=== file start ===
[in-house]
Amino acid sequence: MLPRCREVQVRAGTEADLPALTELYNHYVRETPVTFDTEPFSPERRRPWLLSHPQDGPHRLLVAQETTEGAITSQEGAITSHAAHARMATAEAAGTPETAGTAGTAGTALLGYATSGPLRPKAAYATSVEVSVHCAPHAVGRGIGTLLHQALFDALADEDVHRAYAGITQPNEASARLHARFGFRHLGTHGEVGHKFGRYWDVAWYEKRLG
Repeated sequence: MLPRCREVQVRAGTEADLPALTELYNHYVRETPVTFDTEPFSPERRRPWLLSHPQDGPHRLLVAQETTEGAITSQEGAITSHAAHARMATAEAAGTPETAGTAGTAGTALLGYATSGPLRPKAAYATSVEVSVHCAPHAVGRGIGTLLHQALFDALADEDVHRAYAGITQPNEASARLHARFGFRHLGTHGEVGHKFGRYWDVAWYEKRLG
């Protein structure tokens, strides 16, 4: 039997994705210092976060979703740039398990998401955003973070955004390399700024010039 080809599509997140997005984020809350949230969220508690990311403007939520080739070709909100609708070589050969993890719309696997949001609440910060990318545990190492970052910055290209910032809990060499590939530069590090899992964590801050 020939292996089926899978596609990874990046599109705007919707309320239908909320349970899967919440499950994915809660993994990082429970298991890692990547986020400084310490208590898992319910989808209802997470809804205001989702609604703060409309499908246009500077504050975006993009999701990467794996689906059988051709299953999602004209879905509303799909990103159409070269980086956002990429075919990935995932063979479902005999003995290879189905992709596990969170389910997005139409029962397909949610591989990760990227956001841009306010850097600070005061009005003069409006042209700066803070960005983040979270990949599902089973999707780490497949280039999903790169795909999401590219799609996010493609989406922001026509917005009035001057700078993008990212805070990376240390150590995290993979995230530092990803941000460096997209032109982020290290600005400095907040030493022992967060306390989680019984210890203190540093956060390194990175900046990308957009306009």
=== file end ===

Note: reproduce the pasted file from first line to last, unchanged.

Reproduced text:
[in-house]
Amino acid sequence: MLPRCREVQVRAGTEADLPALTELYNHYVRETPVTFDTEPFSPERRRPWLLSHPQDGPHRLLVAQETTEGAITSQEGAITSHAAHARMATAEAAGTPETAGTAGTAGTALLGYATSGPLRPKAAYATSVEVSVHCAPHAVGRGIGTLLHQALFDALADEDVHRAYAGITQPNEASARLHARFGFRHLGTHGEVGHKFGRYWDVAWYEKRLG
Repeated sequence: MLPRCREVQVRAGTEADLPALTELYNHYVRETPVTFDTEPFSPERRRPWLLSHPQDGPHRLLVAQETTEGAITSQEGAITSHAAHARMATAEAAGTPETAGTAGTAGTALLGYATSGPLRPKAAYATSVEVSVHCAPHAVGRGIGTLLHQALFDALADEDVHRAYAGITQPNEASARLHARFGFRHLGTHGEVGHKFGRYWDVAWYEKRLG
């Protein structure tokens, strides 16, 4: 039997994705210092976060979703740039398990998401955003973070955004390399700024010039 080809599509997140997005984020809350949230969220508690990311403007939520080739070709909100609708070589050969993890719309696997949001609440910060990318545990190492970052910055290209910032809990060499590939530069590090899992964590801050 020939292996089926899978596609990874990046599109705007919707309320239908909320349970899967919440499950994915809660993994990082429970298991890692990547986020400084310490208590898992319910989808209802997470809804205001989702609604703060409309499908246009500077504050975006993009999701990467794996689906059988051709299953999602004209879905509303799909990103159409070269980086956002990429075919990935995932063979479902005999003995290879189905992709596990969170389910997005139409029962397909949610591989990760990227956001841009306010850097600070005061009005003069409006042209700066803070960005983040979270990949599902089973999707780490497949280039999903790169795909999401590219799609996010493609989406922001026509917005009035001057700078993008990212805070990376240390150590995290993979995230530092990803941000460096997209032109982020290290600005400095907040030493022992967060306390989680019984210890203190540093956060390194990175900046990308957009306009």